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A few examples of how insects have inspired human innovation:

Insects are known for their essential pollination and decomposition services and are a vital part of the global food chain, but how have insects inspired human technologies?

Ashy mining bee on an old dandelion head, Photo by Rory Lewis

Ants, bees, and other social insects exhibit complex collective behaviours and coordination in large groups. This has inspired the development of swarm robotics, where multiple small robots work together to accomplish tasks efficiently. Swarm robotics finds applications in areas such as search and rescue missions, environmental monitoring, and warehouse automation.

Beetles in the Namib desert have inspired the development of innovative water collection methods. These beetles possess specialised structures that allow them to collect water from fog and condensation in arid environments. Scientists have replicated these structures to create materials that can harvest water from the air, potentially offering a sustainable solution for water scarcity in dry regions.

Six-Spotted Tiger Beetle, photo by Benjamin Salb
A close up of an insect's compound eye

The compound eyes of insects, which consist of numerous tiny lenses, not only inspired the lab within the RES garden but have inspired the development of advanced imaging systems. Scientists and engineers have drawn inspiration from the structure of insect eyes to create compact, wide-angle cameras and imaging devices that offer a broad field of view and improved depth perception.

The adhesive properties of insect feet have led to the development of innovative adhesives and climbing technologies. By studying the microscopic structures and mechanisms of insect feet, scientists have created adhesives that can cling to various surfaces, enabling the development of climbing robots and enhanced adhesive materials.

Close up of a Mole cricket foreleg, photo by Ángel Plata Sánchez
Ant feeding on fruit flies pupae, photo by Ángel Plata Sánchez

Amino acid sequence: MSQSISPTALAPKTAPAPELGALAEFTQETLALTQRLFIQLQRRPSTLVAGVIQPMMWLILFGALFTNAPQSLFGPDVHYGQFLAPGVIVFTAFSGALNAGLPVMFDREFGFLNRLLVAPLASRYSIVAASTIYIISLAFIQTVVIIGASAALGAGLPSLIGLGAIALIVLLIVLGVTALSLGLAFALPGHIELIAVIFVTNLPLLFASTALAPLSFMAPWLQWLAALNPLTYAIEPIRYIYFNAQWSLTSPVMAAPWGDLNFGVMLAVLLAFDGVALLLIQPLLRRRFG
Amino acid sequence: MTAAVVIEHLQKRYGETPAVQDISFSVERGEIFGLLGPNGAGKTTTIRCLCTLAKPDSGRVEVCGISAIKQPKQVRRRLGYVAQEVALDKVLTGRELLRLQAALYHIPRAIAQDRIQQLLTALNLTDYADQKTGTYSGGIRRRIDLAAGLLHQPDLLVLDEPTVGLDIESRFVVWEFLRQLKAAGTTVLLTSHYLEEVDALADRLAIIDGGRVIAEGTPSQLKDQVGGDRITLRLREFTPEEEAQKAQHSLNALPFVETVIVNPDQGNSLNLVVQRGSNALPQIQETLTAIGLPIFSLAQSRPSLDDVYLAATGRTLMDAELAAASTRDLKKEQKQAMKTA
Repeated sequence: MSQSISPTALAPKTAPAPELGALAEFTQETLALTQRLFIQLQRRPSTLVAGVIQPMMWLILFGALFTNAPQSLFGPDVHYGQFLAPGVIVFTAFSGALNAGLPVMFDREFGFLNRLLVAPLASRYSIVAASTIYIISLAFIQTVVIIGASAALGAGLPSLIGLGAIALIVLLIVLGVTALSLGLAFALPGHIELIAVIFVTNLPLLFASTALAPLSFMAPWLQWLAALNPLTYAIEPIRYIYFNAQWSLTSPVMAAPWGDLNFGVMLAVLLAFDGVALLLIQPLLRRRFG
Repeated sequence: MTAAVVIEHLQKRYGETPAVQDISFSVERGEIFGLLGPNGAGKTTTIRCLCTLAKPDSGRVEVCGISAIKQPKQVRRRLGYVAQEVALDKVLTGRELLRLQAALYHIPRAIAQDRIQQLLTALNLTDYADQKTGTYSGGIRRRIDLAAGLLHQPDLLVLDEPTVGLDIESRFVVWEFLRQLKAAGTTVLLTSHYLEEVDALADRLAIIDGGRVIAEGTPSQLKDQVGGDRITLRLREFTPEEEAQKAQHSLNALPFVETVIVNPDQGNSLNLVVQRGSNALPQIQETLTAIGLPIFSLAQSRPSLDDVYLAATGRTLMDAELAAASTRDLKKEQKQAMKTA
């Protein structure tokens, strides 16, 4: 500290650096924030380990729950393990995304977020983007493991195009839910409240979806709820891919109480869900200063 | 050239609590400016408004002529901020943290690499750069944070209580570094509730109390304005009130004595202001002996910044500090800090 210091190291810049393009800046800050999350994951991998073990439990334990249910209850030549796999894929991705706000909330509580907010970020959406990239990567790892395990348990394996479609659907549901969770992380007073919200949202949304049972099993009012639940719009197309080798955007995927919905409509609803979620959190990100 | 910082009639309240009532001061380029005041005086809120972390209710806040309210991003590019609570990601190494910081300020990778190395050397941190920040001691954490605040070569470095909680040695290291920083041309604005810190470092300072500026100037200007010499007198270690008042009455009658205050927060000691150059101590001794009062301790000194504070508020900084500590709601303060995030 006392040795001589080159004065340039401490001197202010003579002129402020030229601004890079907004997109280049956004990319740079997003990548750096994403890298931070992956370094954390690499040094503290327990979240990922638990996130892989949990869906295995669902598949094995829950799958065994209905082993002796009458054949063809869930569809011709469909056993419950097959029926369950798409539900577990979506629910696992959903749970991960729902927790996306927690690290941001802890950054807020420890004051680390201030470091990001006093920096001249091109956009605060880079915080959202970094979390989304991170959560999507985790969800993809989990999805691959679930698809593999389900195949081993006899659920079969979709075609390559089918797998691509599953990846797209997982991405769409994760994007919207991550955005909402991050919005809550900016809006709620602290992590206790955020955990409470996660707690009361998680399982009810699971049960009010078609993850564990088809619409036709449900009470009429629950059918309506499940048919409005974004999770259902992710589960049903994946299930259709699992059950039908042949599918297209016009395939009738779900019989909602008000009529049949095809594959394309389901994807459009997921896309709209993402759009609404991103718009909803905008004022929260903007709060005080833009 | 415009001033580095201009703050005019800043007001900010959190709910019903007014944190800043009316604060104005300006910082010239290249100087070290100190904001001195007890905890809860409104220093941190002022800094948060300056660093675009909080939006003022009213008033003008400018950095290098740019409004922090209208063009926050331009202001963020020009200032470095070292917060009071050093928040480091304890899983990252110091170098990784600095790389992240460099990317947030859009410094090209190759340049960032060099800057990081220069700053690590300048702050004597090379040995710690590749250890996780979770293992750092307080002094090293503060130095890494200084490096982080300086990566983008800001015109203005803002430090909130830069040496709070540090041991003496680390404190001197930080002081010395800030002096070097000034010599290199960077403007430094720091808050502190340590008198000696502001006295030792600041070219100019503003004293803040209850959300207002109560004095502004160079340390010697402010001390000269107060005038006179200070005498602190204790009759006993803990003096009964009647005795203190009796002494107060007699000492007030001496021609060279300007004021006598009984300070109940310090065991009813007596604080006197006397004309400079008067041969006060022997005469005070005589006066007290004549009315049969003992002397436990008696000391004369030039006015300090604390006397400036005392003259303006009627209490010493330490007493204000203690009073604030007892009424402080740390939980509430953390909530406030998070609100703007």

Fruit flies (Drosophila melanogaster) are commonly used as model organisms in medical research. Their simple genetic makeup and short lifespans make them ideal for studying various biological processes and disease mechanisms. Insights gained from studying these insects have provided valuable information for understanding human biology and developing medical interventions.

Insects are a source of bioactive compounds that can be used in pharmaceutical research. For example, antimicrobial peptides found in the immune systems of insects have inspired the development of new antibiotics. Insect venoms are also studied for their potential use in pain relief, cancer treatment, and neurological disorders.

Black Soldier Fly Head (Hermetia illucens) Photo by Thomas Shahan
Fly (Muscidae) resting on a leaf, photo by Sarah-Fiona Helme

Maggots of certain fly species, such as Lucilia sericata, have been used in medical practice for centuries to aid in wound healing. The larvae secrete enzymes that promote tissue debridement and stimulate wound healing. Additionally, researchers are studying the regenerative capabilities of insects, such as their ability to regrow lost body parts, to gain insights into tissue regeneration in humans.

Insects have unique adaptations and features that inspire the development of medical devices and technologies. For example, the microscopic structures on butterfly wings that repel water and dirt have influenced the design of self-cleaning surfaces for medical instruments and implants.

Close up of a butterfly wing
Twin-Lobed Deerfly by Marc Brouwer

Tiny, needle-like structures inspired by the mouthparts of certain insects, such as mosquitoes have gained significant attention for the development of medical devices and drug delivery due to their potential for painless and minimally invasive applications.

There’s a huge range of careers that feature entomology – Check out some of these roles and see individuals already progressing in the field.

Did you see an insect at RHS Chelsea Flower Show? Tag us in your photos on social media (and be sure to identify it with iRecord). We can’t wait to see the life found in the varied environments of the #RESGarden 🦋


The Royal Entomological Society is a non-profit organisation and relies on publishing, membership and donations to pursue its support of scientific, educational, ecological and entomological causes.
We plan to relocate the RES garden to central London with a new education program providing a long-term opportunity for insect study as part of our planned UK network of gardens. The garden will show how remarkable and valuable insects are with visible insect science taking place in the unique – insect eye inspired – outdoor laboratory.
Much like the diversity of insects, there are many ways to support us and our work – your contribution, no matter how big or small, makes a huge impact and enables us to continue to enrich the world with insect science.

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